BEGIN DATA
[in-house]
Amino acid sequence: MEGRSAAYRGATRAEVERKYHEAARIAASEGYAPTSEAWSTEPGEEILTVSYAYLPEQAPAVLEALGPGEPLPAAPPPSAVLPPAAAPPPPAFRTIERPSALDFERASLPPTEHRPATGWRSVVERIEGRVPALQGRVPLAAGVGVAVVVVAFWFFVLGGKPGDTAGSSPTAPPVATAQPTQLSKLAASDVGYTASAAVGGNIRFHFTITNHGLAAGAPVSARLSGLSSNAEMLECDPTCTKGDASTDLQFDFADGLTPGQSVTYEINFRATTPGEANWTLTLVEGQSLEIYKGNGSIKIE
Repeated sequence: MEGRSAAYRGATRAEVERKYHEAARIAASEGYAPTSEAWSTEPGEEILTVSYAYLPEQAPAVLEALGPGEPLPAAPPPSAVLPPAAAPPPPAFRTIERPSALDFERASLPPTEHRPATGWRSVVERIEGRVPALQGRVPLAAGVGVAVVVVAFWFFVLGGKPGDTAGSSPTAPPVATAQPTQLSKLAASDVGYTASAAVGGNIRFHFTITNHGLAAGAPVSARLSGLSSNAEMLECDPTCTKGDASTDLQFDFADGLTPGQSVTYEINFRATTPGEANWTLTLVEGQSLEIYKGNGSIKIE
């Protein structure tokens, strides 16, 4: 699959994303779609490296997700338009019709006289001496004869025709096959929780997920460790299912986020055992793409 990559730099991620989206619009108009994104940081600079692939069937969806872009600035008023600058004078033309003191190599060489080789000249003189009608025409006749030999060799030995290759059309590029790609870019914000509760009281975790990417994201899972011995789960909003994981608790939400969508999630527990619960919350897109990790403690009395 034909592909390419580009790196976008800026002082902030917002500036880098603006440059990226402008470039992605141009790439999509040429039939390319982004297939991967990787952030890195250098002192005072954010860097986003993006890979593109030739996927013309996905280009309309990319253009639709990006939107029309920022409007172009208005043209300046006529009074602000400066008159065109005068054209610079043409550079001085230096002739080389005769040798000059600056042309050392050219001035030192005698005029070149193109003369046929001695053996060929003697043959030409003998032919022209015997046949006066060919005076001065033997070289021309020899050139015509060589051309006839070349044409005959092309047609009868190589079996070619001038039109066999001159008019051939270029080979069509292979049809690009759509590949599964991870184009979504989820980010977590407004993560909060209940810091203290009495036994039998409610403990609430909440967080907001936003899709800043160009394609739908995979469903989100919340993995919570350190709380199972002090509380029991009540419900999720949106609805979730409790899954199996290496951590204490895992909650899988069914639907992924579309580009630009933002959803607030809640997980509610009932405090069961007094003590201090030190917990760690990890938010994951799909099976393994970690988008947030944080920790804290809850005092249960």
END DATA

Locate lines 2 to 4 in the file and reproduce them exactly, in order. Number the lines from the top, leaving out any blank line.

Amino acid sequence: MEGRSAAYRGATRAEVERKYHEAARIAASEGYAPTSEAWSTEPGEEILTVSYAYLPEQAPAVLEALGPGEPLPAAPPPSAVLPPAAAPPPPAFRTIERPSALDFERASLPPTEHRPATGWRSVVERIEGRVPALQGRVPLAAGVGVAVVVVAFWFFVLGGKPGDTAGSSPTAPPVATAQPTQLSKLAASDVGYTASAAVGGNIRFHFTITNHGLAAGAPVSARLSGLSSNAEMLECDPTCTKGDASTDLQFDFADGLTPGQSVTYEINFRATTPGEANWTLTLVEGQSLEIYKGNGSIKIE
Repeated sequence: MEGRSAAYRGATRAEVERKYHEAARIAASEGYAPTSEAWSTEPGEEILTVSYAYLPEQAPAVLEALGPGEPLPAAPPPSAVLPPAAAPPPPAFRTIERPSALDFERASLPPTEHRPATGWRSVVERIEGRVPALQGRVPLAAGVGVAVVVVAFWFFVLGGKPGDTAGSSPTAPPVATAQPTQLSKLAASDVGYTASAAVGGNIRFHFTITNHGLAAGAPVSARLSGLSSNAEMLECDPTCTKGDASTDLQFDFADGLTPGQSVTYEINFRATTPGEANWTLTLVEGQSLEIYKGNGSIKIE
């Protein structure tokens, strides 16, 4: 699959994303779609490296997700338009019709006289001496004869025709096959929780997920460790299912986020055992793409 990559730099991620989206619009108009994104940081600079692939069937969806872009600035008023600058004078033309003191190599060489080789000249003189009608025409006749030999060799030995290759059309590029790609870019914000509760009281975790990417994201899972011995789960909003994981608790939400969508999630527990619960919350897109990790403690009395 034909592909390419580009790196976008800026002082902030917002500036880098603006440059990226402008470039992605141009790439999509040429039939390319982004297939991967990787952030890195250098002192005072954010860097986003993006890979593109030739996927013309996905280009309309990319253009639709990006939107029309920022409007172009208005043209300046006529009074602000400066008159065109005068054209610079043409550079001085230096002739080389005769040798000059600056042309050392050219001035030192005698005029070149193109003369046929001695053996060929003697043959030409003998032919022209015997046949006066060919005076001065033997070289021309020899050139015509060589051309006839070349044409005959092309047609009868190589079996070619001038039109066999001159008019051939270029080979069509292979049809690009759509590949599964991870184009979504989820980010977590407004993560909060209940810091203290009495036994039998409610403990609430909440967080907001936003899709800043160009394609739908995979469903989100919340993995919570350190709380199972002090509380029991009540419900999720949106609805979730409790899954199996290496951590204490895992909650899988069914639907992924579309580009630009933002959803607030809640997980509610009932405090069961007094003590201090030190917990760690990890938010994951799909099976393994970690988008947030944080920790804290809850005092249960």